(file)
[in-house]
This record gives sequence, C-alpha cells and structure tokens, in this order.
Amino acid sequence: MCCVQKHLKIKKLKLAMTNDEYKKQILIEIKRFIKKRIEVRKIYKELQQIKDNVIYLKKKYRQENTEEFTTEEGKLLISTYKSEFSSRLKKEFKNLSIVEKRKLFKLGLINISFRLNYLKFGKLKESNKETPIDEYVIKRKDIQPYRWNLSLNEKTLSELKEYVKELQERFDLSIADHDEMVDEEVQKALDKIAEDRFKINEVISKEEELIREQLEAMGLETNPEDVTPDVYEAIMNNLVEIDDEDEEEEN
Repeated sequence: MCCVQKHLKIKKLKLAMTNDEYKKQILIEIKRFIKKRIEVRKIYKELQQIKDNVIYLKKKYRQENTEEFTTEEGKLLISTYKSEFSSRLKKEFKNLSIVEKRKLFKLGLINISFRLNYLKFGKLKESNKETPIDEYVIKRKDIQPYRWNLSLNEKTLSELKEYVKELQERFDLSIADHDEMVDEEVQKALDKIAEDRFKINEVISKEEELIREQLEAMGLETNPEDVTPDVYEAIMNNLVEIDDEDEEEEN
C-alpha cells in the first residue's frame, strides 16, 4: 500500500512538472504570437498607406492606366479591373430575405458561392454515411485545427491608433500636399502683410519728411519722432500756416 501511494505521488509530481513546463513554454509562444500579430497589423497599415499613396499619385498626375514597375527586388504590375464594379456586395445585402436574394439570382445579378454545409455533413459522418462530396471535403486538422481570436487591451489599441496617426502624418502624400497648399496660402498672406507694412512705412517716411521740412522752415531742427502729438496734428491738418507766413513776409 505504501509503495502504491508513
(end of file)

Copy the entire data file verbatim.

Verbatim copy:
[in-house]
This record gives sequence, C-alpha cells and structure tokens, in this order.
Amino acid sequence: MCCVQKHLKIKKLKLAMTNDEYKKQILIEIKRFIKKRIEVRKIYKELQQIKDNVIYLKKKYRQENTEEFTTEEGKLLISTYKSEFSSRLKKEFKNLSIVEKRKLFKLGLINISFRLNYLKFGKLKESNKETPIDEYVIKRKDIQPYRWNLSLNEKTLSELKEYVKELQERFDLSIADHDEMVDEEVQKALDKIAEDRFKINEVISKEEELIREQLEAMGLETNPEDVTPDVYEAIMNNLVEIDDEDEEEEN
Repeated sequence: MCCVQKHLKIKKLKLAMTNDEYKKQILIEIKRFIKKRIEVRKIYKELQQIKDNVIYLKKKYRQENTEEFTTEEGKLLISTYKSEFSSRLKKEFKNLSIVEKRKLFKLGLINISFRLNYLKFGKLKESNKETPIDEYVIKRKDIQPYRWNLSLNEKTLSELKEYVKELQERFDLSIADHDEMVDEEVQKALDKIAEDRFKINEVISKEEELIREQLEAMGLETNPEDVTPDVYEAIMNNLVEIDDEDEEEEN
C-alpha cells in the first residue's frame, strides 16, 4: 500500500512538472504570437498607406492606366479591373430575405458561392454515411485545427491608433500636399502683410519728411519722432500756416 501511494505521488509530481513546463513554454509562444500579430497589423497599415499613396499619385498626375514597375527586388504590375464594379456586395445585402436574394439570382445579378454545409455533413459522418462530396471535403486538422481570436487591451489599441496617426502624418502624400497648399496660402498672406507694412512705412517716411521740412522752415531742427502729438496734428491738418507766413513776409 505504501509503495502504491508513